Katrin Silva writes eloquently about quarantine fatigue here. For me, though, it’s all about quarantine absurdities, like this ridiculous meme a friend sent me. Sometimes I feel punch drunk from the pandemic. It beats mild panic, which hits me, too.
I think about death and how dying alone in a hospital is probably the WORST way to go. Thoughts on death were prompted by seeing a dog riding unconstrained on the back of a Harley. Really dumb to ask a dog to do that, if you ask me. But would its death be more horrible than, say, dying alone in a hospital?
Folks in southwest Colorado are getting antsy. Any unity (“Together, we’ll get through it” etc. etc.) is fraying. One’s political affiliation is worn, not on the sleeve, but on the mask. Or, rather, in one’s decision of whether or not to wear a mask, er, badge. From my unscientific polling, the left of center and pro-government types wear masks religiously (even when alone in a car, a behavior I find amusing). Those right of center and anti-government types have shed the masks long ago (if they ever wore them) and complain vocally about the pandemic being a hoax and what’s wrong with sick people dying anyway? They had it coming.
While I’m a dedicated agnostic, I miss regular mass at my church, St. Rita’s of Cascia. The bells ring at noon each day, which is nice but and makes me miss it even more.
Should I channel the strategic, nearly immobile patience of a spider? Are spiders Buddhist?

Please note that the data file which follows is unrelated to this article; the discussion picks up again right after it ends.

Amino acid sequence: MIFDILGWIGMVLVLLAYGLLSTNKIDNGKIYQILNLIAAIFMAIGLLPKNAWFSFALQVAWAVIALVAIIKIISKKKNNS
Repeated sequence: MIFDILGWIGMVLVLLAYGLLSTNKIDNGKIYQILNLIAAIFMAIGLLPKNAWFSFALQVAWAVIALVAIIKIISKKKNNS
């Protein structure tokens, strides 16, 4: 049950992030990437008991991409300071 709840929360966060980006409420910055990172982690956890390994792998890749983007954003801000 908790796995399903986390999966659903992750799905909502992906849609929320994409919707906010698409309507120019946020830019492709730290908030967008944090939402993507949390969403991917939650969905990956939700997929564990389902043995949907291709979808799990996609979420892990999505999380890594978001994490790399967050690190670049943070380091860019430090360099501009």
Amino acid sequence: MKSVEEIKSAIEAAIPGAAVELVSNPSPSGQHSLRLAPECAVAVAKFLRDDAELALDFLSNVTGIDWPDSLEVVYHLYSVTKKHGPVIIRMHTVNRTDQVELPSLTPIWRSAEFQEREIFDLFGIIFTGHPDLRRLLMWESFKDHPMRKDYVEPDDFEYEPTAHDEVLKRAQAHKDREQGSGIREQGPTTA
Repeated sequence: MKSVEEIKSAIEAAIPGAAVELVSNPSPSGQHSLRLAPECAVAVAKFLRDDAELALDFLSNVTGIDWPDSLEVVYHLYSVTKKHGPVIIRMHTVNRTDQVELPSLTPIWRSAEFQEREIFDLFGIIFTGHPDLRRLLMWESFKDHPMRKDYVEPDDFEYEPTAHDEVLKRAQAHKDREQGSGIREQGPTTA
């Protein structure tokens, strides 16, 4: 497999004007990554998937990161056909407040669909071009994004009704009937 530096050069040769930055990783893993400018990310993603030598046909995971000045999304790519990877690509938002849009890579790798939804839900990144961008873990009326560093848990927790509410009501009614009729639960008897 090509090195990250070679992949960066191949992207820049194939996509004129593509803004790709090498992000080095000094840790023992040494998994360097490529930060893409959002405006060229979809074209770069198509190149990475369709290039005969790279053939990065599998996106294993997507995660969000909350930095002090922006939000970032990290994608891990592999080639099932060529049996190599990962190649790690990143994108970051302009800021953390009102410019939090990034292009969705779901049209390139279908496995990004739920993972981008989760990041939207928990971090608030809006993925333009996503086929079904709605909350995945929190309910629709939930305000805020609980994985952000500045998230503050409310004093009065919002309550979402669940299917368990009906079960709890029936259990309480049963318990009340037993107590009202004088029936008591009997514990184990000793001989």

No, this tactic is not for me. Staying sane means being mobile, in mind and body. It’s my essential work. I dig this article by Trail Sisters on Supporting Your Health during the pandemic.
Like so many other horse owners, I’m fortunate to live rurally and have options for ‘getting out.’ I am not limited to essential errands, nor must I stay within 200 yards of home. For Mother’s Day, I took a fellow mom riding: two horses, two dogs, two gals on a warm, breezy, blissful morning. We stopped to let the horses graze and watch the dogs roll in the moist, vibrantly green grass.
Running, riding, hiking, yard work, and horse work have all kept me relatively buoyant. Spring is an intense time for plants and animals. Have you noticed? Everything’s busy and busting out with new life or the prospect of new life. In one morning’s course, I watched a magpie carry nest-building material, paused to see a coyote mousing and a tom turkey puffing up, all blue and red, for the ladies.
The horses are nearly shed out and my chicks are becoming chickens who scamper through the day, searching for bugs and grass. I’d like to think they love their new digs, but do you think they consider it a containment area? A prison? A quarantine zone for eternity??
With my friend, artist Jody Chapel, I produced a pandemic t-shirt. It emphasizes the ruralness of life here and thanks essential workers (on the back). Cow, horse, and fencing make for one big smiley face. The fencing might be hash marks, counting the days, depending on your inclination and interpretation. Let me know if you want one.